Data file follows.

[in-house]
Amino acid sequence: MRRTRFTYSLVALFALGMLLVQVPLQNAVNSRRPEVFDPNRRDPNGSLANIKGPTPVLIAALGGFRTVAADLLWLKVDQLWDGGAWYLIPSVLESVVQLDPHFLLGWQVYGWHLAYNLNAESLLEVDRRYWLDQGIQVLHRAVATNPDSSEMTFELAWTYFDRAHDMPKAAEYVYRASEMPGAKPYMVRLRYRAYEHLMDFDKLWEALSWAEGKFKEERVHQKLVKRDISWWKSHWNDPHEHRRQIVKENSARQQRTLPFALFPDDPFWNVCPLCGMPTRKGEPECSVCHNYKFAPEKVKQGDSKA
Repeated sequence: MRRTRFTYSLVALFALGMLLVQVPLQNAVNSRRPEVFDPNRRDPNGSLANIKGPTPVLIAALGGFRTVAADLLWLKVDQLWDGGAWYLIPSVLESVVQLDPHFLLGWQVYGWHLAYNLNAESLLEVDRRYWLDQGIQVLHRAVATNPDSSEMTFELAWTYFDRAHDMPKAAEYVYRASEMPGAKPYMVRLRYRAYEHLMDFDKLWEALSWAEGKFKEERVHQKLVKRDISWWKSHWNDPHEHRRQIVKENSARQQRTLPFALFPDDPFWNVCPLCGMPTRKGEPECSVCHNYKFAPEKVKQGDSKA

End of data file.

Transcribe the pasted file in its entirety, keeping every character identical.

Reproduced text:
[in-house]
Amino acid sequence: MRRTRFTYSLVALFALGMLLVQVPLQNAVNSRRPEVFDPNRRDPNGSLANIKGPTPVLIAALGGFRTVAADLLWLKVDQLWDGGAWYLIPSVLESVVQLDPHFLLGWQVYGWHLAYNLNAESLLEVDRRYWLDQGIQVLHRAVATNPDSSEMTFELAWTYFDRAHDMPKAAEYVYRASEMPGAKPYMVRLRYRAYEHLMDFDKLWEALSWAEGKFKEERVHQKLVKRDISWWKSHWNDPHEHRRQIVKENSARQQRTLPFALFPDDPFWNVCPLCGMPTRKGEPECSVCHNYKFAPEKVKQGDSKA
Repeated sequence: MRRTRFTYSLVALFALGMLLVQVPLQNAVNSRRPEVFDPNRRDPNGSLANIKGPTPVLIAALGGFRTVAADLLWLKVDQLWDGGAWYLIPSVLESVVQLDPHFLLGWQVYGWHLAYNLNAESLLEVDRRYWLDQGIQVLHRAVATNPDSSEMTFELAWTYFDRAHDMPKAAEYVYRASEMPGAKPYMVRLRYRAYEHLMDFDKLWEALSWAEGKFKEERVHQKLVKRDISWWKSHWNDPHEHRRQIVKENSARQQRTLPFALFPDDPFWNVCPLCGMPTRKGEPECSVCHNYKFAPEKVKQGDSKA